“A Fish a day keeps the Dr away”
Even though the mortality rate from coronary heart disease is continuing to fall, circulatory disorders and heart disease remain the leading causes of death in the UK (British Heart Foundation 2010). This is cause for concern and it is prudent to suggest that prevention is better than cure!
Recently a group of eminent scientists met in Dublin at Euro Prevention 2012, a conference whose aim was to ensure that the newest advances in preventative cardiology are accessible to all health care professionals worldwide.
It is well documented that consumption of oily fish has a protective role in the development of coronary heart disease (Calder and Yaqoob 2012). The symposium " A fish a day keeps the doctor away", which was a major part of Euro Prevention 2012, centred on the benefits of the long chain highly unsaturated omega-3 fatty acids namely, Eicosapentaenoic acid (EPA) and Docasahexaenoic acid (DHA) found in the flesh of oily fish, such as salmon, mackerel, herring, trout and sardines and the prevention of coronary vascular disease (CVD).
Indeed the latest European Guidelines on Cardiovascular Disease Prevention (2012) which were also launched at the meeting, suggest that people should eat fish at least twice a week, one meal of which should be oily fish. However whilst this is encouraging there is still much confusion surrounding the use of omega 3 supplements for those individuals who do not wish to include the consumption of such fish in their daily diet. It would seem that there are many different pharmaceutical omega 3 supplements available in the health food stores and the dosages and strengths of these products vary considerably. Nurses and healthcare professionals have a responsibility in educating their clients about the risks and benefits of taking such preparations.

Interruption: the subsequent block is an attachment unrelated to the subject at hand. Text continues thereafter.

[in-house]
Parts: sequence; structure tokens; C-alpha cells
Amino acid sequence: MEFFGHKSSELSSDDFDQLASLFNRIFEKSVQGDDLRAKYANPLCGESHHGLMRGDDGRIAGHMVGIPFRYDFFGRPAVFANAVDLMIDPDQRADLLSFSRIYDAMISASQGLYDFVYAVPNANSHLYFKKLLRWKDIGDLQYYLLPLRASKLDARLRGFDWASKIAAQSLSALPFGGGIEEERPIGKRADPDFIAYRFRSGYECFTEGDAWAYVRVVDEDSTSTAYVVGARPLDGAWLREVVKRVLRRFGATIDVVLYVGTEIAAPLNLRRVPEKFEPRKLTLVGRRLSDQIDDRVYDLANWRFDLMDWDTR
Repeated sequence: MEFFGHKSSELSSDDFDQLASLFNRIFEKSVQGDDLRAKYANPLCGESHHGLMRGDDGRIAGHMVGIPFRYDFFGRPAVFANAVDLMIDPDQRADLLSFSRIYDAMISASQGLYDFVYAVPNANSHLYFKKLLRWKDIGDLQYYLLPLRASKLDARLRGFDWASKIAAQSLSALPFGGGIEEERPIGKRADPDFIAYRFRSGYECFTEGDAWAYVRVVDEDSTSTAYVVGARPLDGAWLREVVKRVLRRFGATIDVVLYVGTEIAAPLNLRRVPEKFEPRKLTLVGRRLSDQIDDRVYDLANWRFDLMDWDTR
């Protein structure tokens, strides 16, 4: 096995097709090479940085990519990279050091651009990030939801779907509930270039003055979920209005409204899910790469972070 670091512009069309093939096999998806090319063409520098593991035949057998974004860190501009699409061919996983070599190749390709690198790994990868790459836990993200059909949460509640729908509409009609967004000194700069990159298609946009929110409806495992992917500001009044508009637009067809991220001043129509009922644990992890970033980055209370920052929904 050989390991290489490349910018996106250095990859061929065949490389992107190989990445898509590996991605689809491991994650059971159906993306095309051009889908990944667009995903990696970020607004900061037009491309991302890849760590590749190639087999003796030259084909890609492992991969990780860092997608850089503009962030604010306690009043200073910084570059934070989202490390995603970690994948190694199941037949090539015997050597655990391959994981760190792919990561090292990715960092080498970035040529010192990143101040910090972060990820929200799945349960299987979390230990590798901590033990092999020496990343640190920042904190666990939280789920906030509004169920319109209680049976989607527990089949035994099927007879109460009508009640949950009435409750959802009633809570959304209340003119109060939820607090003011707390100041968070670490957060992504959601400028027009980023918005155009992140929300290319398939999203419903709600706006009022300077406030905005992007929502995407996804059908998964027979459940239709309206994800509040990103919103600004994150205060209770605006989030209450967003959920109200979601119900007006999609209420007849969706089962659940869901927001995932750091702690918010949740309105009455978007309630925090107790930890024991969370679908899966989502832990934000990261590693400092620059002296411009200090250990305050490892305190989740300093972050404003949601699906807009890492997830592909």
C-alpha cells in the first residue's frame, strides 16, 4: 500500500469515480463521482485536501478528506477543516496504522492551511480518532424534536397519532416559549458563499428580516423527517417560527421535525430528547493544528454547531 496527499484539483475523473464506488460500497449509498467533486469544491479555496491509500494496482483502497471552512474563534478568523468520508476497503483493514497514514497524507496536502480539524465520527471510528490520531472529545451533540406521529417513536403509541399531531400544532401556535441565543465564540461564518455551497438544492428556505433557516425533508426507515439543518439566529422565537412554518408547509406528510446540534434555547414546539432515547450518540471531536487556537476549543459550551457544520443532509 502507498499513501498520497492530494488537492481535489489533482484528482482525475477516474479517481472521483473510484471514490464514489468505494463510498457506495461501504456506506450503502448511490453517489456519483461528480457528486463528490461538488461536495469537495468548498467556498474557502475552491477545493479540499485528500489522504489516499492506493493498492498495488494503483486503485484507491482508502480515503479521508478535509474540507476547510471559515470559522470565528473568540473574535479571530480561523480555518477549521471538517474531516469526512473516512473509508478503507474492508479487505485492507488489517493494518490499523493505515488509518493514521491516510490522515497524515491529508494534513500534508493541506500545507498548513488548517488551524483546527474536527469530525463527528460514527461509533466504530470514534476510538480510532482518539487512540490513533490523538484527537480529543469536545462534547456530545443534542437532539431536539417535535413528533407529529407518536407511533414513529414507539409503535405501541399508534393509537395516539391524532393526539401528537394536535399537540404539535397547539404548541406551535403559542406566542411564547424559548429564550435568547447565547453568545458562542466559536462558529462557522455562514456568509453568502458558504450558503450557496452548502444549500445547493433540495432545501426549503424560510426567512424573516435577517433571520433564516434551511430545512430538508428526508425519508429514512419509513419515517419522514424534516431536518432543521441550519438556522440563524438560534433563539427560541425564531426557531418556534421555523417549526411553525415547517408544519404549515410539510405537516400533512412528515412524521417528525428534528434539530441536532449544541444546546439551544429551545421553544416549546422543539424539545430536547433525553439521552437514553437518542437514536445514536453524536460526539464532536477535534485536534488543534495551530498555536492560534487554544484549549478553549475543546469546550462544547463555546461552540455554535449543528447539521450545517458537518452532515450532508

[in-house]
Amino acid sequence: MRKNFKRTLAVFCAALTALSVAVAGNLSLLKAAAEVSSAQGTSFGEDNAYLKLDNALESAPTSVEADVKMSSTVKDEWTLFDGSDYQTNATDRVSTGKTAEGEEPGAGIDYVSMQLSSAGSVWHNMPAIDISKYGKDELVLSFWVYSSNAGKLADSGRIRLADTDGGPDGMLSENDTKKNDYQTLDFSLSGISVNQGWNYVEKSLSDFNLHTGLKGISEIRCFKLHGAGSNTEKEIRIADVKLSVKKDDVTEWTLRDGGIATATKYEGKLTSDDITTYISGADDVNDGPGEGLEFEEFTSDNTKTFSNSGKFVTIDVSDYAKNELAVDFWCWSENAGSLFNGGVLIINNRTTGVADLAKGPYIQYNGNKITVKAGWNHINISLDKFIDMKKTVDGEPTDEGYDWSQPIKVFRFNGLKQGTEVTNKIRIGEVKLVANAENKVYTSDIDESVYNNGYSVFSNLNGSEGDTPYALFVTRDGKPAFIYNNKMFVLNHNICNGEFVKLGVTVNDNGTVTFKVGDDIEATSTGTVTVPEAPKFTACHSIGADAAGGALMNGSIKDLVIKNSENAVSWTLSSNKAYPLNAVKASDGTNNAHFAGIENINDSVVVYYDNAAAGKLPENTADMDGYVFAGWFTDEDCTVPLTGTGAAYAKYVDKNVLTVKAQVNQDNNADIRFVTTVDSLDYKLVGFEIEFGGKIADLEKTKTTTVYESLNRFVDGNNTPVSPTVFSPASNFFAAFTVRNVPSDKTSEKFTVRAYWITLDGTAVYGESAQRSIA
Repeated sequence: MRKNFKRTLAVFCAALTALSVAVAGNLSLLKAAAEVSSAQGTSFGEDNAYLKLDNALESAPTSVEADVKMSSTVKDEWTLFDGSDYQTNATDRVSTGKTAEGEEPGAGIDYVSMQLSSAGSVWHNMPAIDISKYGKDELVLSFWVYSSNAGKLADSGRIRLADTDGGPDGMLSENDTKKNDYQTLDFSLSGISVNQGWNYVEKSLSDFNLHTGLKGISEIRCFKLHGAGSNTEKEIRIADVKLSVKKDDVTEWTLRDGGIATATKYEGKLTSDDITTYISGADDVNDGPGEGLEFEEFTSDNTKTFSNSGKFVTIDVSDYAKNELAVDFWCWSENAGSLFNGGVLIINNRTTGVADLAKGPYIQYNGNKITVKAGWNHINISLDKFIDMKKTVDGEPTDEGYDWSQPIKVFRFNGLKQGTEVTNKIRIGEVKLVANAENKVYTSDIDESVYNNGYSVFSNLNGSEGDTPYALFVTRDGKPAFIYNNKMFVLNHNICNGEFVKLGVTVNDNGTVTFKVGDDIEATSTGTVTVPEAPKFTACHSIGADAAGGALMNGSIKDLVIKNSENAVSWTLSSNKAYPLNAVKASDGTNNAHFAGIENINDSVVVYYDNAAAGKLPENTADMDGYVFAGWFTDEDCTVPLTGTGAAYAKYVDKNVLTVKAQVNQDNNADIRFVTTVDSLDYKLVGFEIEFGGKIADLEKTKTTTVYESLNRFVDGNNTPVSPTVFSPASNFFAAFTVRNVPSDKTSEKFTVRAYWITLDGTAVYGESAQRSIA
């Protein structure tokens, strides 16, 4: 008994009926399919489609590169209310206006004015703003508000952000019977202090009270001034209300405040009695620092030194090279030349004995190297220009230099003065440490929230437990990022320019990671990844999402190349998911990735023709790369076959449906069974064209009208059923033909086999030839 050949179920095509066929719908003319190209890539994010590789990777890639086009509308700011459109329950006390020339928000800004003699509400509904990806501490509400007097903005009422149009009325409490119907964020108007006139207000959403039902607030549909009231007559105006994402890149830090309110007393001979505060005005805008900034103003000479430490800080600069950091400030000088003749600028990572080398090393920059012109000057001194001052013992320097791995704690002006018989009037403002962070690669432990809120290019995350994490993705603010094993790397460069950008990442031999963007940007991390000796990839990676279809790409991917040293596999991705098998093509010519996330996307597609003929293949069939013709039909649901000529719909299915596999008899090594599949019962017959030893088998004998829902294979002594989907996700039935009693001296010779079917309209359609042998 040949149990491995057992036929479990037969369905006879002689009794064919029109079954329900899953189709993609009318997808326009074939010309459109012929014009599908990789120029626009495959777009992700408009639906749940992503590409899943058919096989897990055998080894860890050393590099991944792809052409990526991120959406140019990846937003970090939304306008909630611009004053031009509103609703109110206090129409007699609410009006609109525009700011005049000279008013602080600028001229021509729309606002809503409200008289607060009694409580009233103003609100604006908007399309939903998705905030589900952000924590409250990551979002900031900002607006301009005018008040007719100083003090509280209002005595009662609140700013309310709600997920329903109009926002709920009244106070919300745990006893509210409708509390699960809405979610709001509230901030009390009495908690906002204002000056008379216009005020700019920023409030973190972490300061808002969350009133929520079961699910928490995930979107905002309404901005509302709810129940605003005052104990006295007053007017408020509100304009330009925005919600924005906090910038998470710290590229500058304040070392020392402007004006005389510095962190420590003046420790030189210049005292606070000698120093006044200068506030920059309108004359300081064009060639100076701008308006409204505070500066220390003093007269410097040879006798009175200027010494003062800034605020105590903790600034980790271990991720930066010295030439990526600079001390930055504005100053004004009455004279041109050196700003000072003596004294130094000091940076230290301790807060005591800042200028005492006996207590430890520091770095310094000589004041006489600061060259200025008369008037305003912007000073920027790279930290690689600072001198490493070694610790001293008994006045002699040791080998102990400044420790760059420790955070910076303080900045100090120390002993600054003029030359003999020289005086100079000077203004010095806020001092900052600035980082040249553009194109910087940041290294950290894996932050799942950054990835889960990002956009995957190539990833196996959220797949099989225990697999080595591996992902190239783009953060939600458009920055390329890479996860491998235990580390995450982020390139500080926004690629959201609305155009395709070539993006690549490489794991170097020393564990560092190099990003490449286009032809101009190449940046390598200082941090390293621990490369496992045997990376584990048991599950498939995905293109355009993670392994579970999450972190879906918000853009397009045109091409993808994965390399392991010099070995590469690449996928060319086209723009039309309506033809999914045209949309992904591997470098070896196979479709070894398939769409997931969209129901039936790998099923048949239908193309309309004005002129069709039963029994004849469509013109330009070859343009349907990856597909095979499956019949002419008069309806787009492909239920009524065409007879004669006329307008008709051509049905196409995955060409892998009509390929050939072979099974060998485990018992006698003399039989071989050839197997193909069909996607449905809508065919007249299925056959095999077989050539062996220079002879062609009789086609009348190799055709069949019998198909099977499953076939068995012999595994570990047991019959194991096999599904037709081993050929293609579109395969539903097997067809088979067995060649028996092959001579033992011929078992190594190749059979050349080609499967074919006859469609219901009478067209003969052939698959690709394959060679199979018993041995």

Professor Phil Calder from Southampton University one of the renowned omega 3 fatty acid biochemist and nutritionist’s suggested that” it is vitally important that health care professionals inform their clients that they require at least 1g of omega 3 a day in order to gain any beneficial effect in the prevention of CHD”. He went on to propose that where possible it is best practice for us as nurses and other health care professionals to advise our clients to consume oily fish as opposed to taking the omega 3 supplements as it was unlikely that those who took omega 3 supplements would obtain enough omega 3 to sustain any clinical benefit given the diversity of products on the market.
It is also important to note that fish is not only a good source of dietary protein but also has other nutrients including; selenium, vitamin D and iodine all of which could be beneficial in the prevention of CHD.
As Professor Daan Kromhout from Wageningen University in the Netherlands rightly suggests “eating fish does not provide a panacea against heart disease alone”. Therefore it is fundamental that we as nurses educate and empower our clients to take responsibility for their health by consuming oily fish as part of a healthy diet, be encouraged not to smoke and take regular exercise.
Consuming oily fish is just one way in which we can continue to fight against CHD. What other dietary advice are you offering your clients? The New European Guidelines on CHD prevention offer some excellent evidenced based advice. I would love to know what you think and share best practice so do let me know.
Calder PC, Yaqoob P (2012) Marine omega 3 fatty acids and coronary heart disease. Cur Opin Cardiol May 4th ahead of print.
European Guidelines on Cardiovascular Disease Prevention in Clinical Practice. EHJ 2012. Doi: 10.1093/eurheartj/ehs092
British Heart Foundation (2010) Coronary Heart Disease Statistics. Accessed online at http://www.bhf.org.uk
You are currently leaving the Nursing in Practice site. Are you sure you want to proceed?